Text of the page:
Slip rate Slip Stress change

    Fully spontaneousrupture propagation

    underslip weakening friction

    Stress drop

  • P st.phase Rayleigh

    S

    Slip rate Slip

    Rupture process for a circular crack

    The rupture process is controlled by wave propagation!

  • Far field radiation from circular crack

    SpectrumDisplacement pulse

    4s

    0.25 Hz

  • Example from Northern Chile Tarapacá earthquakeIquique

    From Peyrat et al, 2006

    13 June 2005

    M=7.8

    Mo = 5x1020 Nm

  • 2003 Tarapaca earthquake recorded by the IQUI accelerometer

    Thanks to Rubén Boroschev U de Chile

    IQUI displacement

    IQUI ground velocity

    IQUI energy flux

    What are them?

    Accelerogram filteredfrom 0.01 to 1 Hz

    and integrated

    Stopping phase

    0 4020

    10cm/s

    18cm

    60

  • Spectrum of Tarapaca earthquake

    disp

    lace

    men

    t spe

    ctra

    l am

    plitu

    de

    ω-2 slope

    20s

    0.2

  • o Seismic data has increased dramatically in quality and number.

    o Opens the way to better kinematic and dynamic models

    o Earthquake Modeling has become a well developed research field

    o There are a number of very fundamental problems that need careful study (geometry, slip distribution, etc)

    o Main remining problem: non-linear dynamic inversion

    CONCLUSIONS

  • No surface rupture observationMw 6.6~6.8Pure left-lateral strike slip eventHypocentral depth poorly constrained

    Tottori accelerogramshave absolute time

    Hypocentre determineddirectly from raw records

    The 2000 Western Tottori earthquake

  • Kinematic inversion of Tottori earthquake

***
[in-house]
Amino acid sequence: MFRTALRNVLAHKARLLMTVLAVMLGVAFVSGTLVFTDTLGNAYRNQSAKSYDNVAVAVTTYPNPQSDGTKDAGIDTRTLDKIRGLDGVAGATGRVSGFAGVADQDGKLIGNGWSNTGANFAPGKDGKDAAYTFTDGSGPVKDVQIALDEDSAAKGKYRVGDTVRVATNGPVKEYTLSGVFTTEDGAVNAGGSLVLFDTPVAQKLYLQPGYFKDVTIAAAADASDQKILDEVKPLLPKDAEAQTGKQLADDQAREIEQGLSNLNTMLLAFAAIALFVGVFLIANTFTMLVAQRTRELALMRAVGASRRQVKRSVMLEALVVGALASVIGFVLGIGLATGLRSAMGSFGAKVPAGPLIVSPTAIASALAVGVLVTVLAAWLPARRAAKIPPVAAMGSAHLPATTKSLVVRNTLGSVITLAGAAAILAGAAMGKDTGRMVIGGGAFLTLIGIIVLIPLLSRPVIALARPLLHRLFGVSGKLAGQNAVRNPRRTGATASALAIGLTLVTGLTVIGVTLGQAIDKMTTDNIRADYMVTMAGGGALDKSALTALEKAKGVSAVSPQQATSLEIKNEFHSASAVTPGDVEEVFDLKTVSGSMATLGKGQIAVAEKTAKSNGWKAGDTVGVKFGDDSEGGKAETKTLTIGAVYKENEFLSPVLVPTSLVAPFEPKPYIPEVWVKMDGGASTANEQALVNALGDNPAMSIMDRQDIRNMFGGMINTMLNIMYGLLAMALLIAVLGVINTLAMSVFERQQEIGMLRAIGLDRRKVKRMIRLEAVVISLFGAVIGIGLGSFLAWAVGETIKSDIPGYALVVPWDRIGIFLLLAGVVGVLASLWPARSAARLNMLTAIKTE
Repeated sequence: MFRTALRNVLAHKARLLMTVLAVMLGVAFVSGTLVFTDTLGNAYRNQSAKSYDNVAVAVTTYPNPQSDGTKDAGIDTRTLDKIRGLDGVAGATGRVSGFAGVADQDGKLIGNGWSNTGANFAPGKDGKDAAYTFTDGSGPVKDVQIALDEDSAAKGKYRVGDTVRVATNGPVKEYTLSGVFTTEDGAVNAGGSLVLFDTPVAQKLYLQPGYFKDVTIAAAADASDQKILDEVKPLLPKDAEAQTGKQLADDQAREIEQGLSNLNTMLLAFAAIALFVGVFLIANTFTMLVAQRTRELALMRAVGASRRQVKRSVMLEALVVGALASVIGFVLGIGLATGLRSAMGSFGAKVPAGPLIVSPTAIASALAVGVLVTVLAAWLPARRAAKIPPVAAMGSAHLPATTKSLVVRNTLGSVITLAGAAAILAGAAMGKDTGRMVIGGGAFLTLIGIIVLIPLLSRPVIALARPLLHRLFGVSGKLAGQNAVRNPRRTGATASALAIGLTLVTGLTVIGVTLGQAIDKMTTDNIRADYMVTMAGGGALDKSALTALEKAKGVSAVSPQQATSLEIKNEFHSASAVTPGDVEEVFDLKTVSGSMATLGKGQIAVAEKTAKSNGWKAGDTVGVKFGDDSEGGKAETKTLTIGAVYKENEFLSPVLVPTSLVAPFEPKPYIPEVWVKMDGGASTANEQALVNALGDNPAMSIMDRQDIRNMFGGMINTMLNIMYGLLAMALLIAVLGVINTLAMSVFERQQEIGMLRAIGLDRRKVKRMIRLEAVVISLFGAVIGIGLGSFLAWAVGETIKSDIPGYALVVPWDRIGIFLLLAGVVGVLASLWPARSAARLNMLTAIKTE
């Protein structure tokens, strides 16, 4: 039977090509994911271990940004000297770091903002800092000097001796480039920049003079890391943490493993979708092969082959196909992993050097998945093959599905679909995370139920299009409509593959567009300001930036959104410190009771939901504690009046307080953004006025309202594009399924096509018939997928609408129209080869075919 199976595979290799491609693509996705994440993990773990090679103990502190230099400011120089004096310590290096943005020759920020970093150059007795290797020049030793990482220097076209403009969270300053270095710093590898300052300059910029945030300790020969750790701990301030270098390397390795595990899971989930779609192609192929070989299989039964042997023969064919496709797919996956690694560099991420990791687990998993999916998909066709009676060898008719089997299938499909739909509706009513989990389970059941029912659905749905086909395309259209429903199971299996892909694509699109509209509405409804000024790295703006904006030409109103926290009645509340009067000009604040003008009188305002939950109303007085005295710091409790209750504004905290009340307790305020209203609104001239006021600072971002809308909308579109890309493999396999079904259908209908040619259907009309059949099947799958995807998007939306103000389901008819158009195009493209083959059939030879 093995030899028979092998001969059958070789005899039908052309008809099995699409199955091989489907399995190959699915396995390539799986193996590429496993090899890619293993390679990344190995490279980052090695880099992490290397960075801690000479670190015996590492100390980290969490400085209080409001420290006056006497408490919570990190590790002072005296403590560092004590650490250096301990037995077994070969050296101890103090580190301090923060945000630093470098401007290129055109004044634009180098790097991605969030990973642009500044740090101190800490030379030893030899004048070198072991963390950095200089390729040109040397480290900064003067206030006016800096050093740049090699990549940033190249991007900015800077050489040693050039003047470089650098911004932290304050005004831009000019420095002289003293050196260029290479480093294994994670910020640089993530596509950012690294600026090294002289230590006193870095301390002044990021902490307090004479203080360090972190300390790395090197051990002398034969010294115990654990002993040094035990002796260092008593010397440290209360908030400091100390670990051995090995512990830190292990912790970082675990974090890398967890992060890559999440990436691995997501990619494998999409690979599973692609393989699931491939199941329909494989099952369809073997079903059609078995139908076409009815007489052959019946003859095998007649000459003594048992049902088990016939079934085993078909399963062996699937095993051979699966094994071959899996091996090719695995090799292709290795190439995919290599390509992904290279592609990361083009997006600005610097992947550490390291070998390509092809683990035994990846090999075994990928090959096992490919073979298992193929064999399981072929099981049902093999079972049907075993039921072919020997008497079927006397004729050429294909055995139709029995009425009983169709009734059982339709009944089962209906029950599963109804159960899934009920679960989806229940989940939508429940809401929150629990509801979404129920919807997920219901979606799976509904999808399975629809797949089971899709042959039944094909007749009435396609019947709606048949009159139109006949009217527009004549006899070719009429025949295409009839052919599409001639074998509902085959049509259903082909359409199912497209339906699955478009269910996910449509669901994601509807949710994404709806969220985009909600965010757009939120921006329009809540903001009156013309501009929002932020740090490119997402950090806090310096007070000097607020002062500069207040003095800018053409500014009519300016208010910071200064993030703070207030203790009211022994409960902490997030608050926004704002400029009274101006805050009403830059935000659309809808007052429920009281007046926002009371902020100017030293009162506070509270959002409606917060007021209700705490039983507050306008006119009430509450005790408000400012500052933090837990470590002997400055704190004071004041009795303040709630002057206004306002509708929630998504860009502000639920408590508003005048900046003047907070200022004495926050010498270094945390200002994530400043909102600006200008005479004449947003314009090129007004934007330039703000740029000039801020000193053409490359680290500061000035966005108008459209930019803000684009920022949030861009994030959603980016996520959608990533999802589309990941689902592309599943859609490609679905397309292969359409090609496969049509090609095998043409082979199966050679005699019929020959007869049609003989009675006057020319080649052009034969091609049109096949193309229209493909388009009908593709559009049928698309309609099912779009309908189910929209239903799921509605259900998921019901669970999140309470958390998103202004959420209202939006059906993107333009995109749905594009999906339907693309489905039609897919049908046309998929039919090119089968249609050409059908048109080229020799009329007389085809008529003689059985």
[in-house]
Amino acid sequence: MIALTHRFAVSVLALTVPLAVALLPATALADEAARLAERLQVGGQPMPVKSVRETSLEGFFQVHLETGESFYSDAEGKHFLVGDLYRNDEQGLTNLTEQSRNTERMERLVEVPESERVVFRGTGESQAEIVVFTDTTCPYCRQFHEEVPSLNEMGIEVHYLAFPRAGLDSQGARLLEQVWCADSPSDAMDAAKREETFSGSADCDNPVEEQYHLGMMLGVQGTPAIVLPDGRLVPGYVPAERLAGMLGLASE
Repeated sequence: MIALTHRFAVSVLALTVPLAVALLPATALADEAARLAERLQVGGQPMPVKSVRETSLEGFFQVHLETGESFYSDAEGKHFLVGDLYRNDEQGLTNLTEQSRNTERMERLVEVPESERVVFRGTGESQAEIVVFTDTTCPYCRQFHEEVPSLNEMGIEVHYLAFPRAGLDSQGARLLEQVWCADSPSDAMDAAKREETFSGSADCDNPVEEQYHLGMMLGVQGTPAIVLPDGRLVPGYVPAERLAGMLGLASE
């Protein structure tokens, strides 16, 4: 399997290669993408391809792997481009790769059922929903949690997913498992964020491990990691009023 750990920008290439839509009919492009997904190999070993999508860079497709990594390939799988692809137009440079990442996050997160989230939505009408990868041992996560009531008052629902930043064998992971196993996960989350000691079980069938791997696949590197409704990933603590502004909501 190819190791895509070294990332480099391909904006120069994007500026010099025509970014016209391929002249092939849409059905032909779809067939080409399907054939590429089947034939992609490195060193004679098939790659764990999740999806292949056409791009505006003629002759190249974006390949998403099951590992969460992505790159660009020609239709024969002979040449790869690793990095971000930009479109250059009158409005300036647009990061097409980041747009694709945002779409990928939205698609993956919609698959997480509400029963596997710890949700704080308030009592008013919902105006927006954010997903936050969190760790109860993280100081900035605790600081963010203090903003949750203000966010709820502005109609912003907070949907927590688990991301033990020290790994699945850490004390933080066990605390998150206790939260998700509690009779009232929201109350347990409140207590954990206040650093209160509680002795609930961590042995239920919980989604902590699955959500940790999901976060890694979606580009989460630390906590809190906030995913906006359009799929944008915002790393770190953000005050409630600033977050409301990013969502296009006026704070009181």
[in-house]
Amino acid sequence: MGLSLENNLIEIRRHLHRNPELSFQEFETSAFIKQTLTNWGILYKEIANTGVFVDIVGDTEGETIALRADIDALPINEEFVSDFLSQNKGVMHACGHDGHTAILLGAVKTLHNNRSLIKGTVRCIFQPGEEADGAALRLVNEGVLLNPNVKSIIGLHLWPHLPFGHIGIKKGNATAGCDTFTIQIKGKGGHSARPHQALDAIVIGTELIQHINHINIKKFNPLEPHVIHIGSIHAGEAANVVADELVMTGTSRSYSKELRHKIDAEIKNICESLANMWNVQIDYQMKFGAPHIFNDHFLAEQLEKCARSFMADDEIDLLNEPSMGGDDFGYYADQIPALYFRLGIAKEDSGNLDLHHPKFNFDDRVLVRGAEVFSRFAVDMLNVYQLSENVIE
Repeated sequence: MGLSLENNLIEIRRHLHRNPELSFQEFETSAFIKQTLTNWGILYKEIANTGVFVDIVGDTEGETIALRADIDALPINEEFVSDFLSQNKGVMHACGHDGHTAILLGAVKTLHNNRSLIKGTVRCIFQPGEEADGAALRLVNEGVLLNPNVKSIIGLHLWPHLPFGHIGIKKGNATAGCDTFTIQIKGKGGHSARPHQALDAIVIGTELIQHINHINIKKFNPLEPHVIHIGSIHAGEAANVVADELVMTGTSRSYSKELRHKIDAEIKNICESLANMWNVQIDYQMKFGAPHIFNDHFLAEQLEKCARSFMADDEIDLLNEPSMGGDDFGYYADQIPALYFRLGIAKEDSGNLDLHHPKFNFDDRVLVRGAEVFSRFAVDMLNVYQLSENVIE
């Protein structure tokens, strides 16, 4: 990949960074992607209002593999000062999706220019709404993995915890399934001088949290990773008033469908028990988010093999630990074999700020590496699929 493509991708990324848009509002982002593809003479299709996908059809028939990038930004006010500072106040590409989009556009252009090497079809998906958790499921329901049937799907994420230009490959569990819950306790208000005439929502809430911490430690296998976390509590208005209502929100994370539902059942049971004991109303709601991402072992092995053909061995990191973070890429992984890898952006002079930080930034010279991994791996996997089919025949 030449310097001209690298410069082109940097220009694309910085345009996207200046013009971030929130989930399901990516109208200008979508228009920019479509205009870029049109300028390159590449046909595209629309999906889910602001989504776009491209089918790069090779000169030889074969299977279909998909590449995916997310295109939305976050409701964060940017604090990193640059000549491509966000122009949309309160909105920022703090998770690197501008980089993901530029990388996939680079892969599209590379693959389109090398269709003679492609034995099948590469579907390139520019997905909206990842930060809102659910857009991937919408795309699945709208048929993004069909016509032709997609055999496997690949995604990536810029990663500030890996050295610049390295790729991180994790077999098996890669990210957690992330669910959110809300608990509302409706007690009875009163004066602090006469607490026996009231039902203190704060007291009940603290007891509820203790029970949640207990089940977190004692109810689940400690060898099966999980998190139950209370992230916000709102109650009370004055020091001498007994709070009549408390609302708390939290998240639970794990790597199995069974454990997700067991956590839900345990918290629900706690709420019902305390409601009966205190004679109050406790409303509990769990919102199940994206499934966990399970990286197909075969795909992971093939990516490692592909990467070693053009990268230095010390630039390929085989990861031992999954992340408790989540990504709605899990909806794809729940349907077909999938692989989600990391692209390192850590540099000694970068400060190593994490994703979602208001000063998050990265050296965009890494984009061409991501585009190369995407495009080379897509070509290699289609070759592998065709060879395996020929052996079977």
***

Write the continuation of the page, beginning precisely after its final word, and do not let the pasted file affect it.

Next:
Small slip around the hypocentre

    Slip increases towards the uppernorthern edge of the fault

    Velocity W aveform s

    EW component

    T05

    S02 OK015T07OK05

    OK04

    S15

    S03

    T06T08

    T09

    Good fit at nearfield stations(misfit=3.4 L2)

  • Computational grid

    Inversion grid

    The main problem with dynamic inversion

    Inversion grid has about 30 elements (degrees of freedom)

    Computational grid has > 1000 elements

    This method was used by Peyrat and Olsen

  • Inversion of a simple geometrical initial stress field and/or friction laws

    Based on an idea by Vallée et Bouchon (2003)

    An ellipse has only 7 independentDegrees of freedom

    Finite difference grid is independentof inverted object

  • The initial stress field

    Rupture is forced to startfrom an asperity located at18 km in depth

    Then we modify theelliptical slip distributionuntil the rupture propagatesand the seismograms arefitted

    Slip rate Slip Stress chang e

    Dynamic modelling of Tottori

    t= 2 s

    t= 4 s

    t= 6 s

    t= 8 s

  • Main Results

    Velocity waveforms fit observations less well than thekinematic model. For each station both amplitude and arrival phases

    match satisfactorily

    T05

    S04OK015

    T07

    OK05

    OK04

    S15

    S03

    T06T08

    T09

    Velocity Waveform fitting for EW component

  • Influence of different rupturepatches

    S15

    T09

    Final slip distribution

    NS component

    NS component

    The stopping phase (red)exerts the primary controlon the waveform

    realsynth

    realsynth

  • OutlookTwo approaches to study the propagation of the Tottori earthquake:

    The non linear kinematic inversion gives a very good wavefitscontrolled by a diagonal stopping phase.

    The dynamic rupture inversion allows to fit very well bothamplitude and arrival phases. The horizontal stopping phasecontrols the waveforms.

    A dynamic inversion with a slip distribution controlled by 2elliptical patches is in progress.

  • Example of velocity dataprocessing

    Time measured w/r to origin time

    P

    S

    Data integrated and filtered between 0.1 - 5 Hz

    We relocate the hypocentre close to 14 km depth